These in-ear phones are $499.99 MSRP, have an impedance of 36 ohms, and a sensitivity of 119 dB/mw. They weigh 1 ounce (each ear phone).
Well, 500 bucks is a chunk for a little set of phones. But, maybe it just seems that way because the product is small. Lots of things that are small, are expensive. We all pay a premium for car audio, because the technology is miniaturized and high performance. That is the case here.
They have the elegant detail one would hope for. They sound very musical.
But wait a minute. They all have that detail. It is benefit of using such a small driver and having it close to your eardrum.
So, what do you get for the increased dollars?
Take a look at the frequency response, shown below. Notice how it is very flat down to 20 Hz. That is tough to do with tiny drivers. Notice also that the upper end does not have the hump between about 1 kHz and 4 kHz that many other ear phones do.
They do roll off in the high frequencies, and in fact, starting earlier (4 kHz) than some of the other phones that we tested, which roll off starting at 7 or 8 kHz.
The E500-PTHs were very easy to listen to, and I think that it is because the part of the spectrum where most of the music is (60 Hz - 6 kHz) is quite flat. The attenuated response at 6 kHz will minimize tizziness, including sibilance in voices, and this makes the sound mellow. I liked it.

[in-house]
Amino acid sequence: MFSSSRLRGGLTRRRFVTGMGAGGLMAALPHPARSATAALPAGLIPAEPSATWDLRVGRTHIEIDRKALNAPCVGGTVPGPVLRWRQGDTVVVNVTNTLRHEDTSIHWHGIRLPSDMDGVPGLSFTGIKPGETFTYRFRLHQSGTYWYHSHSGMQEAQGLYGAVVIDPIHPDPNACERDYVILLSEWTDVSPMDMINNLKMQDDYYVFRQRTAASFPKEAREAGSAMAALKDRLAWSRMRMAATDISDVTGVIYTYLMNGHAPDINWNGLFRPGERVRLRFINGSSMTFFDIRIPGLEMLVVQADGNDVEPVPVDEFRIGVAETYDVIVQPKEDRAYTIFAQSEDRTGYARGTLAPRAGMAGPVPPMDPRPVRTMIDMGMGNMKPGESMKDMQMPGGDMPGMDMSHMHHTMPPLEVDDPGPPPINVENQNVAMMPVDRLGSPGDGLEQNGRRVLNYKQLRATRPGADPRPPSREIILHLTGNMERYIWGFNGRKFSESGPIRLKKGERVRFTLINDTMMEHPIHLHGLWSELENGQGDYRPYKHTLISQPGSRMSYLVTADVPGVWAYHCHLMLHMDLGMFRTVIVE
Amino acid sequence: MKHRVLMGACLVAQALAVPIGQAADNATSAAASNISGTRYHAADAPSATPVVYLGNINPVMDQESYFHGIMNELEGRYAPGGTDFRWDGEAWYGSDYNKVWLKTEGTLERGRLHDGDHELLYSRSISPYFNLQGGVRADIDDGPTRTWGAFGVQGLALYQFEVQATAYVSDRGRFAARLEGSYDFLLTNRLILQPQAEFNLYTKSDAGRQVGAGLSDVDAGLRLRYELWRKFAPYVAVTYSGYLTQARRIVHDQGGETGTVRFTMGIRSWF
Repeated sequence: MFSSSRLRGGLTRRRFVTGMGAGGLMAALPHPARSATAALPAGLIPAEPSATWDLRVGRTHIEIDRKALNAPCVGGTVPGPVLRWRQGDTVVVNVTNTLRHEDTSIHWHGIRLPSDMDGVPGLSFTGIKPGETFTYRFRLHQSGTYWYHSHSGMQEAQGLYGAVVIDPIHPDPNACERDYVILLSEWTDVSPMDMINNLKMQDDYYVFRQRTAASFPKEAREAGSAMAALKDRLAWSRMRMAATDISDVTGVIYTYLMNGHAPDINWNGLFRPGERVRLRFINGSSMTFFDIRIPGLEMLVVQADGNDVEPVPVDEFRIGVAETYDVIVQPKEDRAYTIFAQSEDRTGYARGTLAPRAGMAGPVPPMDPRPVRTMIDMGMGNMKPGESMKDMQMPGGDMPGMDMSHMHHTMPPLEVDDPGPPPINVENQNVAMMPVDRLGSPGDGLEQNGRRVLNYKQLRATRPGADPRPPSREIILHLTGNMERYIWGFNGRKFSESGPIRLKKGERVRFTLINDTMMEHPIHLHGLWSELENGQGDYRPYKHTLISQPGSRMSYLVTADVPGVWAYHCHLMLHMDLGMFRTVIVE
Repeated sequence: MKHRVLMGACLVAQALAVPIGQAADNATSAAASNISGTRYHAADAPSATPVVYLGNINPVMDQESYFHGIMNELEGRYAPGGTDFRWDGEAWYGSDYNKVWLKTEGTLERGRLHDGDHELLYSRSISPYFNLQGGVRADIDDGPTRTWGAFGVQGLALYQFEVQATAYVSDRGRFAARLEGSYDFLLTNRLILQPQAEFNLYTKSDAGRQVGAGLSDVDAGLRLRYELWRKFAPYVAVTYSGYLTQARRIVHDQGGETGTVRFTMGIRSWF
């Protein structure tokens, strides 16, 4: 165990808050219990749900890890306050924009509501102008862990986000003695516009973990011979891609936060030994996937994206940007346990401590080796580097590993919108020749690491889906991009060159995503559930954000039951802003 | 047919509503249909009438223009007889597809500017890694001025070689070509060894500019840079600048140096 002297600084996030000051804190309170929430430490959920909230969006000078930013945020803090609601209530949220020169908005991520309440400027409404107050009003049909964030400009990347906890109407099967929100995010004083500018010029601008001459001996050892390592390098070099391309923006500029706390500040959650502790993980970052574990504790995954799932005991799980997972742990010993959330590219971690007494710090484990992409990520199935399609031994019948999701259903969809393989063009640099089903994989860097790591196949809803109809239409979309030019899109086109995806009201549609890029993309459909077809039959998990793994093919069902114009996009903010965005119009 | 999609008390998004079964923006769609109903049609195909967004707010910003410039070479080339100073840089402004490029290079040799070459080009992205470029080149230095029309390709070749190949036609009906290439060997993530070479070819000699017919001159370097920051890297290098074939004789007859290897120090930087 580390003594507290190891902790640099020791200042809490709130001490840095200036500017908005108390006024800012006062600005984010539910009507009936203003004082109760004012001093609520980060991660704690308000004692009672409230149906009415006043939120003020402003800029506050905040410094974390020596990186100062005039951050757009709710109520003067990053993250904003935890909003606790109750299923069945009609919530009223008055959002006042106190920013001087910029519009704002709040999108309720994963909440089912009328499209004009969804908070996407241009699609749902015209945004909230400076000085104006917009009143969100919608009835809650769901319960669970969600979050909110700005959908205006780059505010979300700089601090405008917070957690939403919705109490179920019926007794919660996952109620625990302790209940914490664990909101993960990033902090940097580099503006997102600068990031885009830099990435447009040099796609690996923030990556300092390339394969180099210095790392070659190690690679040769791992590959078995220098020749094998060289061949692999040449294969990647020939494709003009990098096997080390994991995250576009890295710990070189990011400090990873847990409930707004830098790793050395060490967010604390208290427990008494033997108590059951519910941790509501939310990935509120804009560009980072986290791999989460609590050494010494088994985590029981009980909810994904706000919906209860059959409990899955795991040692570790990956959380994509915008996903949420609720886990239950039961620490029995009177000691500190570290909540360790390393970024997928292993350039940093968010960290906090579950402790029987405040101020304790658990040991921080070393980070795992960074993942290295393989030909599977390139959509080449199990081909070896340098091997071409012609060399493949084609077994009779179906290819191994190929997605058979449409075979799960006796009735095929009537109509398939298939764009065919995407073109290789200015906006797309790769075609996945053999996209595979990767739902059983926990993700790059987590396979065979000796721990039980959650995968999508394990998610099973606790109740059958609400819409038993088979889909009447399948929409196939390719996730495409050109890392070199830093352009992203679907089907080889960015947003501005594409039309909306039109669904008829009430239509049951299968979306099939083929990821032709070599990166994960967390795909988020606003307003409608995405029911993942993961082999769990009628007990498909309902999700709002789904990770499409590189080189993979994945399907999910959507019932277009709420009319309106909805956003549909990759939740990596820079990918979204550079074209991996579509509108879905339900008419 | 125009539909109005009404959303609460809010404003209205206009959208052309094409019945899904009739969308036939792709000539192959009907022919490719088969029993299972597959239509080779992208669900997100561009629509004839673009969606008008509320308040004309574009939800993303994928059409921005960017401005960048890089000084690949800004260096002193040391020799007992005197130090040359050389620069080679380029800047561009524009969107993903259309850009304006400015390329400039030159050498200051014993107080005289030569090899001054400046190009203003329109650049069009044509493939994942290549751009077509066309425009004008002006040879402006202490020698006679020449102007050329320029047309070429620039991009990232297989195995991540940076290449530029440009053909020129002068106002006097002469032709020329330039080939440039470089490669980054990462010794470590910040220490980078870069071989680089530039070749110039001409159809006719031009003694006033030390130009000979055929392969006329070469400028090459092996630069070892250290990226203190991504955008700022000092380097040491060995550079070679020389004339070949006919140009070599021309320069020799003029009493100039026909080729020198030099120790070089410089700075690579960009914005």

One interesting feature of the ear phone set is that a battery powered microphone is included in a small clip midway down the cord (photo at right). That is the PTH in the name, which stands for "Press to Hear." So, if you are on an airplane listening to music, and the stewardess asks you what you want for dinner, you press the button, and you can hear what she is saying.
THD+N at 20 Hz was pretty low, compared to some of the other ear phones, and there is nothing like clean bass. I would hate to hear boominess with speakers plugged right into my ears.
At 1 kHz, THD+N was also low, but within the range of less expensive ear phones.
At 10 kHz, the second harmonic was very low, lower in fact than the E3Gs, even though the number is higher here. That is because the noise factor is a bit higher here. Again, when distortion is less than 1%, we need to look closely at the actual height of the harmonic peaks because noise is a bigger portion of the whole picture.
Compare the IMD of the E500s to the E3Gs. The number was higher here, but the peaks adjacent to the 2 kHz fundamental were actually somewhat lower.
In sum, the Shure E500-PTH ear phones are good performers, but in my opinion, there are some others that cost less, but perform better. I gave them an 8 for sound, and a 9 for fit. The flatter response outweighs (to me) the higher IMD that it has compared to some other, less expensive, ear phones that have less IMD but a bumpier frequency response.